It's weird evolution would make something so poisonous and common in nature taste so good.

Perhaps we've misunderstood it somehow somewhere.

Re: evils of sugar (1)

tie_guy_matt (176397) | about 8 months ago | (#44537295)

There is some sugar in fruits. So there was likely a time when having seasonal fruit taste good was a good thing. However having tons of cheap refined white sugar around all year round is relatively new. Most antique sugar cabinets have locks on them. That is because sugar was rather expensive and the head of the house would only break it out for holidays and such. Of course now we get most of our sugar from high fructose corn syrup which wasn't even food before the 1970's.

Re: evils of sugar (1)

haruchai (17472) | about 8 months ago | (#44538727)

The theory I've heard is that it was eating fruit a ready way for our primitive ancestors to get certain nutrients, like vitamin C which can't be synthesized by humans and is not available in meat.
In fact, we need VitC to absorb iron.

So it tastes good because it was good for us.

Re:evils of sugar (2)

slew (2918) | about 8 months ago | (#44535877)

I've heard that sugar is acidic.

FWIW, pure sugar is not technically acidic (meaning it has no ionizable excess of H+ in solution). However, the way we metabolize sugar (citric acid cycle, fatty acid storage) creates acids in our bodies. The alkaline diet fad [wikipedia.org] that has been making the rounds has somehow created this misleading impression about sugar.

Re:evils of sugar (4, Informative)

Samantha Wright (1324923) | about 8 months ago | (#44536059)

Sugar is the most basic kind of energy source. It's extremely important to your body, but as with everything, there are limits on what intake is healthy. (As Stephen Fry once said [abitoffryandlaurie.co.uk], 'Well of course too much is bad for you, that's what "too much" means you blithering twat. If you had too much water it would be bad for you, wouldn't it?')

Don't worry about the dementia thing too much. While it's a very strong correlation, it only increases the risk of developing dementia to 120% of normal for nondiabetics and 140% of normal for diabetics, which is still only about 1-2% of the people in their study.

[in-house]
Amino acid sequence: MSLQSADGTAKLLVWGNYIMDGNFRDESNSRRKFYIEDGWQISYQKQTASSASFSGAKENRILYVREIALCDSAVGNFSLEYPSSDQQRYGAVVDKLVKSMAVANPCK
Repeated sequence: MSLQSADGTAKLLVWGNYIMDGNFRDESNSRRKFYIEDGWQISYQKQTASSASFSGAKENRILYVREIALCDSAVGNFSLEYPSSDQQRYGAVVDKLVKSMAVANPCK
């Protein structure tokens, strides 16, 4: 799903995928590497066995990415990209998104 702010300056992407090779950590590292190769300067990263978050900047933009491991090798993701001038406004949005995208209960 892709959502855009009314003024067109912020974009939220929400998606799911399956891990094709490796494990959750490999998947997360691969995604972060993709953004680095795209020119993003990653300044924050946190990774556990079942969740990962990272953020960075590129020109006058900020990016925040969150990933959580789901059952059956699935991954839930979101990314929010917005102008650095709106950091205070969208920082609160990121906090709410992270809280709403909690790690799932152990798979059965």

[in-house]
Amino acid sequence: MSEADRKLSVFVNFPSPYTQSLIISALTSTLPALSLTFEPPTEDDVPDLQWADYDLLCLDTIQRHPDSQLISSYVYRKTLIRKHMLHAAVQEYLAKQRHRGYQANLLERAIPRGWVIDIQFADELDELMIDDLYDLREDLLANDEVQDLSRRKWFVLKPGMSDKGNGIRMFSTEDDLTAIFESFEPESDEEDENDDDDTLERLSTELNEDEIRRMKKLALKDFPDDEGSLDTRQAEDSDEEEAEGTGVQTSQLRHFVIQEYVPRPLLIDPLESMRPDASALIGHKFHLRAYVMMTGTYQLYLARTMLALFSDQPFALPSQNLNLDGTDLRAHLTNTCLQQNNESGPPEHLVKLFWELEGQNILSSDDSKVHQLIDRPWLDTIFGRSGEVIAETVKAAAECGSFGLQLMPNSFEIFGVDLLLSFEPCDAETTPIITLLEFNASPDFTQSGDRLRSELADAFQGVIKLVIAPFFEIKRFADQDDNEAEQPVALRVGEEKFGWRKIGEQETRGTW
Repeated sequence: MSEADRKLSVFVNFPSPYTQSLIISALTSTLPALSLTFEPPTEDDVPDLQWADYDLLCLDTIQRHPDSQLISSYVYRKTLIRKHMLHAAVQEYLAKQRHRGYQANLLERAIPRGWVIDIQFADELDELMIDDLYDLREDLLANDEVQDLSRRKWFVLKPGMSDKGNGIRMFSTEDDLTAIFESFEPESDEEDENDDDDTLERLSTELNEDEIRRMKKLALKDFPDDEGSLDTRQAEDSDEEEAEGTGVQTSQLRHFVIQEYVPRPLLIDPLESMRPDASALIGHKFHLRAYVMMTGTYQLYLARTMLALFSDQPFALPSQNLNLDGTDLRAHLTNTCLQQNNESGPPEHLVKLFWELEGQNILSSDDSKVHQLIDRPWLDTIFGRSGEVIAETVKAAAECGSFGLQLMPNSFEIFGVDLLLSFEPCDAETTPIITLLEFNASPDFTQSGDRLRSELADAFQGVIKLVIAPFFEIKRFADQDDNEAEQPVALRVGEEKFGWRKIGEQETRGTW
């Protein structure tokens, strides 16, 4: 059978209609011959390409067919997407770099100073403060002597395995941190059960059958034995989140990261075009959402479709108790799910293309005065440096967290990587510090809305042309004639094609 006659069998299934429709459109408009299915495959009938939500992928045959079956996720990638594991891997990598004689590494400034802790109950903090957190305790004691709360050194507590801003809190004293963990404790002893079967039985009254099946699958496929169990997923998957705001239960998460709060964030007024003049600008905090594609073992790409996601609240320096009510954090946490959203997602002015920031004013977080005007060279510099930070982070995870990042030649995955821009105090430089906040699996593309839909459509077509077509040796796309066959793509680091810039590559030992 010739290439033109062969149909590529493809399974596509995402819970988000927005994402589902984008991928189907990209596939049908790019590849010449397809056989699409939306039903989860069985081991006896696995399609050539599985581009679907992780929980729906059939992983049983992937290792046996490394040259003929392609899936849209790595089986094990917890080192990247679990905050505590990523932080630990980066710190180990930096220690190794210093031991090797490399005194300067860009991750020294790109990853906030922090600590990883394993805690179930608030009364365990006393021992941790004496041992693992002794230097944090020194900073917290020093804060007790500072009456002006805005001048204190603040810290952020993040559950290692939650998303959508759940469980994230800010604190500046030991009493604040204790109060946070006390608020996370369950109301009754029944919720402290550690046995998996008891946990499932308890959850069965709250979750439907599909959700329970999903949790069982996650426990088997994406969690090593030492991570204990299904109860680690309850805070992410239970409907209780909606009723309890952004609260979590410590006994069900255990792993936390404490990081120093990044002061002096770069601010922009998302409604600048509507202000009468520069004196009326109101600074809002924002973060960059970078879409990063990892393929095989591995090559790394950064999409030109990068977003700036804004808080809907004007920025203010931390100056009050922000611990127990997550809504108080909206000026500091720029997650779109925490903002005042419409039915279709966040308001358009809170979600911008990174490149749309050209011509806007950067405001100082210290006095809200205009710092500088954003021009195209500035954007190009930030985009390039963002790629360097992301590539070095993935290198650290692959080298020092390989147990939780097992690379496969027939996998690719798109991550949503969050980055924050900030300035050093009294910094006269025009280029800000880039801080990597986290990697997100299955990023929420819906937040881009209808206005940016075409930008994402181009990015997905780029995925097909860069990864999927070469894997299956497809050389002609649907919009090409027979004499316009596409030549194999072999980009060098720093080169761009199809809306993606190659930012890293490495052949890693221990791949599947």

As for the other consequences, it may help to understand them a bit better:

Tooth decay is caused by sugar left on your teeth. You can consume a ton of sugar and never have any tooth issues if you brush aggressively. Cavities are caused by bacteria in your mouth breaking down food left on your teeth, which causes them to release acidic byproducts. Starches like potatoes, corn, and bread are actually much more of a problem, however, and are the primary cause of cavities.

Gaining weight happens because the human body isn't prepared, evolutionarily, to regulate its own food intake very well. We have a high inclination toward absorbing and storing extra energy because that gives us the best chance of surviving a famine. Because sugar is the most basic kind of food, the body uses it as a clue to say "it's time to absorb nutrients!", hence sugary foods make you gain weight even faster. This is part of the normal purpose of the hormone insulin.

Diabetes isn't only caused by high sugar intake; it can be inherited too. Technically it's an inability to recognize sugar and absorb it, which (amongst other things) causes gradual starvation if not managed properly. Sugar causes it only if you consume a great deal for a long period of time, which makes your body start to ignore insulin. Diabetes can also be caused by pancreatic damage (type 1) or temporarily by pregnancy.

Acne is a weird issue; it's also caused by bacteria, in this case sitting on the skin. The immediate cause is a spike in testosterone, which can be induced by a number of sources, because it roughens up the surface of the skin. Sugar is one of those sources, but simply having overactive hormones as a teenager is probably a more dominant issue.

And as Slew said, sugar isn't acidic, it's just the breakdown of it that gets to be that way. This doesn't really have much of an effect on your body unless you're already suffering from acidosis (acidic blood), and you'd die very quickly if it stopped entirely, so don't worry about it.

Re:evils of sugar (2)

Popocatepetl (267000) | about 8 months ago | (#44536457)

Don't worry about the dementia thing too much. While it's a very strong correlation, it only increases the risk of developing dementia to 120% of normal for nondiabetics and 140% of normal for diabetics, which is still only about 1-2% of the people in their study.

About a quarter of the participants (524 of 2067) developed dementia over the course of the study. I'm not sure where you got the 1-2% figure. Perhaps you are referring to the p-values, but p indicates how likely it would be to observe the data if the null hypothesis were true.

Re:evils of sugar (1)

Samantha Wright (1324923) | about 8 months ago | (#44536663)

Ah, snap. Sorry. I was using the number of measurements. (I promise I know my basic stats, even if not how to read. It's my day job.)

Re:evils of sugar (2)

tie_guy_matt (176397) | about 8 months ago | (#44536897)